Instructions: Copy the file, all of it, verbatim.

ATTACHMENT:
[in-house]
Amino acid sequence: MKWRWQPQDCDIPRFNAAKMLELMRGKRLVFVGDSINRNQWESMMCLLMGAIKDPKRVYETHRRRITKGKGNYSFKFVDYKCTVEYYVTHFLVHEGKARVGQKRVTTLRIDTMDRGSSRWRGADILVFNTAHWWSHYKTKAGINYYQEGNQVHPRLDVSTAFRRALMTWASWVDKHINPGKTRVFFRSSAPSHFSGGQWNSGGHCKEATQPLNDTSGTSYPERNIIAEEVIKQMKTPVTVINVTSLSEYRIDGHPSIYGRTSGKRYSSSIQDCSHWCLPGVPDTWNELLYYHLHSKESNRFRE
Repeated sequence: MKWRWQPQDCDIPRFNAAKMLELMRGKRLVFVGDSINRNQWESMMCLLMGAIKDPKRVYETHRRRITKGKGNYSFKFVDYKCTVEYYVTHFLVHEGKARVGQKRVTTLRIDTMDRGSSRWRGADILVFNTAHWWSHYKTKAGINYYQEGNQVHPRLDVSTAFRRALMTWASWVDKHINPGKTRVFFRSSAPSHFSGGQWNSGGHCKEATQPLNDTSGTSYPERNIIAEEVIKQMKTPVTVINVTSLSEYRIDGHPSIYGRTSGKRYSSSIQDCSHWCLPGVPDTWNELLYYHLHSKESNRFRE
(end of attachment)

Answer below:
[in-house]
Amino acid sequence: MKWRWQPQDCDIPRFNAAKMLELMRGKRLVFVGDSINRNQWESMMCLLMGAIKDPKRVYETHRRRITKGKGNYSFKFVDYKCTVEYYVTHFLVHEGKARVGQKRVTTLRIDTMDRGSSRWRGADILVFNTAHWWSHYKTKAGINYYQEGNQVHPRLDVSTAFRRALMTWASWVDKHINPGKTRVFFRSSAPSHFSGGQWNSGGHCKEATQPLNDTSGTSYPERNIIAEEVIKQMKTPVTVINVTSLSEYRIDGHPSIYGRTSGKRYSSSIQDCSHWCLPGVPDTWNELLYYHLHSKESNRFRE
Repeated sequence: MKWRWQPQDCDIPRFNAAKMLELMRGKRLVFVGDSINRNQWESMMCLLMGAIKDPKRVYETHRRRITKGKGNYSFKFVDYKCTVEYYVTHFLVHEGKARVGQKRVTTLRIDTMDRGSSRWRGADILVFNTAHWWSHYKTKAGINYYQEGNQVHPRLDVSTAFRRALMTWASWVDKHINPGKTRVFFRSSAPSHFSGGQWNSGGHCKEATQPLNDTSGTSYPERNIIAEEVIKQMKTPVTVINVTSLSEYRIDGHPSIYGRTSGKRYSSSIQDCSHWCLPGVPDTWNELLYYHLHSKESNRFRE